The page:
Q: How much water should people drink, and how much do they actually drink every day?
A: It is complicated. The amount of water that is needed for health and homeostasis varies by a person’s age and weight, climate and his/her level of physical activity. Some estimates and recommendations have been generated from several published studies.
The statement, "Water is life," is not an exaggeration. All living plants and animals require regular and sufficient water consumption for survival, as well as for growth and development. Serious and even fatal outcomes can occur under extreme conditions of either seriously inadequate or very excessive water intake, and there might be some health benefits associated with consumption beyond the averages. Water is also a common element in Christian, Muslim and Jewish religious writings.
Daily water consumption occurs from several sources: Tap water, beverages and foods made with tap water, bottled water, bottled beverages and metabolic water that is produced from ingested food and its conversion to energy. The first four are obvious. The fifth, metabolic water, is created by living organisms through metabolism by digesting and oxidizing energy-containing substances in their food. Metabolism produces about 110 grams of water per 100 grams of fat, 41.3 grams of water per 100 grams of protein and 55 grams of water per 100 grams of starch. So, it adds a few hundred milliliters to our daily water intake.
How much water should we drink?
Ingested water serves many functions. It is essential for maintaining blood composition, salts balance and cellular osmotic pressure, and it aids digestion, helps eliminate wastes in urine and feces, provides a solvent/solute load for the kidneys and helps control body temperature through perspiration. It usually contains salts and some nutrients like calcium, magnesium, chloride, sulfate, sodium and potassium; and, uptake of essential minerals is often more efficient from water than from foods. Calcium and magnesium uptake from water and milk is in the range of 50 to 60 percent versus approximately 15 to 20 percent from foods.
It is important to consume water regularly, especially during physical stress conditions. I recall when coaches would not allow athletes to consume water during practice and games, ostensibly to prevent vomiting. Nowadays, we see them drinking constantly. Acute dehydration has immediate, measurable and adverse consequences. Fluid loss of one percent stimulates thirst and impairs thermoregulation. Vague discomfort and loss of appetite appears at two percent. Dry mouth appears at about three percent loss. At four percent loss, work capacity decreases by 20 to 30 percent. Headaches and sleepiness occur at about five percent loss. Collapse can occur at about seven percent, and a 10 percent loss is life-threatening.
Water intake is needed at a minimum to replace losses and prevent dehydration. Water is lost through urine, feces, respiration and evaporation. Young children, pregnant and lactating women, the elderly, heavy work and exercisers and persons with certain diseases have increased fluid requirements compared to the general sedentary population. Numerous studies have attempted to determine water needs, but in 1989 the National Research Council (NRC) concluded that because of the complexities, a Recommended Dietary Allowance (RDA) could not be established, but an Adequate Intake (AI) reference value was provided for healthy Canadian and American populations.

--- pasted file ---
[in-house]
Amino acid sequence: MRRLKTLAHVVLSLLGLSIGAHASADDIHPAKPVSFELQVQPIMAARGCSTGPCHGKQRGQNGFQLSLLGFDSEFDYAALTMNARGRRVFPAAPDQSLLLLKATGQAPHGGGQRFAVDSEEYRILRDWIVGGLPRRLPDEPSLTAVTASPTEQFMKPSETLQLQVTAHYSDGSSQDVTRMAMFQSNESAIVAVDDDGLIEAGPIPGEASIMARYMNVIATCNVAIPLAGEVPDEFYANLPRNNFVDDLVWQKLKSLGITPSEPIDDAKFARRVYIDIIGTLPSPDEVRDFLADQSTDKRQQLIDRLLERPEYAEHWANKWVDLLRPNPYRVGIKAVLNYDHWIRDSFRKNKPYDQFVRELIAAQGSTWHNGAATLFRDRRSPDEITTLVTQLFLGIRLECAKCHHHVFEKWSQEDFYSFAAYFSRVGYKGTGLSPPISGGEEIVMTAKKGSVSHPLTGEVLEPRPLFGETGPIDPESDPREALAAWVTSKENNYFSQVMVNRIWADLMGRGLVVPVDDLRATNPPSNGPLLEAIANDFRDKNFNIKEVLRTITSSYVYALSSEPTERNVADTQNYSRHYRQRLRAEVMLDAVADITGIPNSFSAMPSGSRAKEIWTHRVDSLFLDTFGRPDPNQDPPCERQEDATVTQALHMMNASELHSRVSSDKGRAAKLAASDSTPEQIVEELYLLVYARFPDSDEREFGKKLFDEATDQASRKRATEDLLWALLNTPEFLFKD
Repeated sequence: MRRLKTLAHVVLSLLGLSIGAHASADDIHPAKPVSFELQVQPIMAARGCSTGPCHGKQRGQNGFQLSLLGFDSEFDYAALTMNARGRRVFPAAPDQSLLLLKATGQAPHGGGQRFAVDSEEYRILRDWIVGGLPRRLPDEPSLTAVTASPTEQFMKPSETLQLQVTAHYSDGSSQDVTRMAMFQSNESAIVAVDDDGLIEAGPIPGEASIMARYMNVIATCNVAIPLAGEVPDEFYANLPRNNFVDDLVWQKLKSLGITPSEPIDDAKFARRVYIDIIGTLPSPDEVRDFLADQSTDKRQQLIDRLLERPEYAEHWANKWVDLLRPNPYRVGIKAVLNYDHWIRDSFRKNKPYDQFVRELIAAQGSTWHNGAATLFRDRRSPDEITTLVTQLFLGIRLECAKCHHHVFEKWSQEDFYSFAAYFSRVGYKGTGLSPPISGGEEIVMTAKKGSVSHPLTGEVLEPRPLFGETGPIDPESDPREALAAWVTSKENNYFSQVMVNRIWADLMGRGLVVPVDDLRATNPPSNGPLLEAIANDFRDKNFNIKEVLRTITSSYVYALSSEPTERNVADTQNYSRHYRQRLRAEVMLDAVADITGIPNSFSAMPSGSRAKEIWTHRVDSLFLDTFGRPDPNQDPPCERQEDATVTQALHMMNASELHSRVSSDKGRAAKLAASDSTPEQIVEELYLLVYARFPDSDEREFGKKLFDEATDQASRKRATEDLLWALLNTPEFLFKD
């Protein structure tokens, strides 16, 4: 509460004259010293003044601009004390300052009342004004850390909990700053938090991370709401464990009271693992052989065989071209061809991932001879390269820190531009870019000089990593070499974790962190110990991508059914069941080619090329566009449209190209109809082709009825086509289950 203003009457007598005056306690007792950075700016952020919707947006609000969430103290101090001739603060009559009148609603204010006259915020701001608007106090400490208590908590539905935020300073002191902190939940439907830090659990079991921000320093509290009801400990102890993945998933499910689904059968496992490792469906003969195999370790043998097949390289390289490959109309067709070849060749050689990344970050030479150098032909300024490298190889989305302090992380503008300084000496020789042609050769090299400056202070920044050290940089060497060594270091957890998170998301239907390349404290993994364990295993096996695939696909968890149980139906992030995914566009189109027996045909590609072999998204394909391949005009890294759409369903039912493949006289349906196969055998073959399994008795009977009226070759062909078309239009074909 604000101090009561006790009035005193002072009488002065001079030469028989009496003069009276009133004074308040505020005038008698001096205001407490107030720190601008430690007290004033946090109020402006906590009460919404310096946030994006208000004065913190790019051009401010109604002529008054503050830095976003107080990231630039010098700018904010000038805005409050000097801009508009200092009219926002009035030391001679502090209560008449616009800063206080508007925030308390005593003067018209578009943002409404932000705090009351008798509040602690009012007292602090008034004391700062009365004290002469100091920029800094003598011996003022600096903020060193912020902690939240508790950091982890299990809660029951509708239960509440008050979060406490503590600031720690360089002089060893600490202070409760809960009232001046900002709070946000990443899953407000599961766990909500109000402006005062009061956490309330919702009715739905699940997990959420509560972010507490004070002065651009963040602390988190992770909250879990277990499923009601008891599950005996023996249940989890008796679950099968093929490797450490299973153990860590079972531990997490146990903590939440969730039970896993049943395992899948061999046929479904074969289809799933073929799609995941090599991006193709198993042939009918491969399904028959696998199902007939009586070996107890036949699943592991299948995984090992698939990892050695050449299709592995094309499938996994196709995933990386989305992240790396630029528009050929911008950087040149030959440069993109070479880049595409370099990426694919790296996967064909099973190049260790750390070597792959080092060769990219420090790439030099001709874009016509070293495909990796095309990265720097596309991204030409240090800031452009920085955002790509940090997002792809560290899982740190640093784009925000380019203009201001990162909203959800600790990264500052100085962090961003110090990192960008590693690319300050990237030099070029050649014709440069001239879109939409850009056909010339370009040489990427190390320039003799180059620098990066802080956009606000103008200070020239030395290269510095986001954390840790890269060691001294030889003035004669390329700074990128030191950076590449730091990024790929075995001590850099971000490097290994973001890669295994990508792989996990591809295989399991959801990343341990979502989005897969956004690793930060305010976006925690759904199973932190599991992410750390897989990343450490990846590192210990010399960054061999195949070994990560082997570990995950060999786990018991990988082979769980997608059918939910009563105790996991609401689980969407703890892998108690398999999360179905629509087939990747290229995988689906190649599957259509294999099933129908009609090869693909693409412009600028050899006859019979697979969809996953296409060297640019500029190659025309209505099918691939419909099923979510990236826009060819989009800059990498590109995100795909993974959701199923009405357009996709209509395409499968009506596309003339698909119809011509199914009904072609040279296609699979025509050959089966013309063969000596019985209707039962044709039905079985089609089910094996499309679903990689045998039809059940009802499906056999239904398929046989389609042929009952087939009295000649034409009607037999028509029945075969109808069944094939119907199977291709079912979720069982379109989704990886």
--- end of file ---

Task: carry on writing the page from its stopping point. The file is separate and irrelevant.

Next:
Water needs under conditions of physical stress, high temperature and humidity are substantial. Physically active individuals might sweat at the rate of three to four liters per hour under those conditions. Daily fluid requirements have been shown to range from as little as two liters per day to 16 liters per day. Several national military organizations have conducted studies of the water needs of troops under stressed survival and endurance requirements. A study of members of the Zimbabwe National Army doing strenuous work over 12 days showed that consumption of the test group was 11 liters per day versus seven liters per day in the control group.
The U.S. Army revised its water replacement guidelines to 0.5 liters per hour for an easy work rest cycle at 78o to 81.9o F to at least one liter per hour for a hard work/rest cycle of 10/50 minutes at > 90o F. The revision occurred after 190 military personnel were hospitalized over several years for hyponatremia (excess, unreplaced sodium loss by perspiration), which can be fatal when excessively large volumes of plain water were consumed in combination with a low sodium chloride diet.
Gender and age specific AIs were established by the NRC in 2004 (See Table 1).
|Zero to six months||0.7 assumed from human milk|
|Seven to 12 months||0.8 milk plus food and beverages|
|One to three years||1.3|
|Three to eight years||1.7|
|Nine to 13 years||2.4 boys, 2.1 girls|
|14 to 18 years||3.3 boys, 2.3 girls|
|19 to 70+||3.7 men, 2.7 women|
The values in Table 1 are applicable under typical, nonstressed conditions. For higher stress situations (e.g., athletes), the amount of water ingested should equal the amount lost, i.e., 1 kg of lost weight = 1 kg of water consumption. Alcohol has a known transient diuretic effect, but adequate fluid intake immediately following alcohol consumption will not result in appreciable fluid losses over a 24-hour period.
The World Health Organization’s (WHO) requirements in liters per day for adults are listed in Table 2.
|Sedentary, temperate env.||Physically active/increased temperature|
|Male adult||2.9||4.5 – 11.0|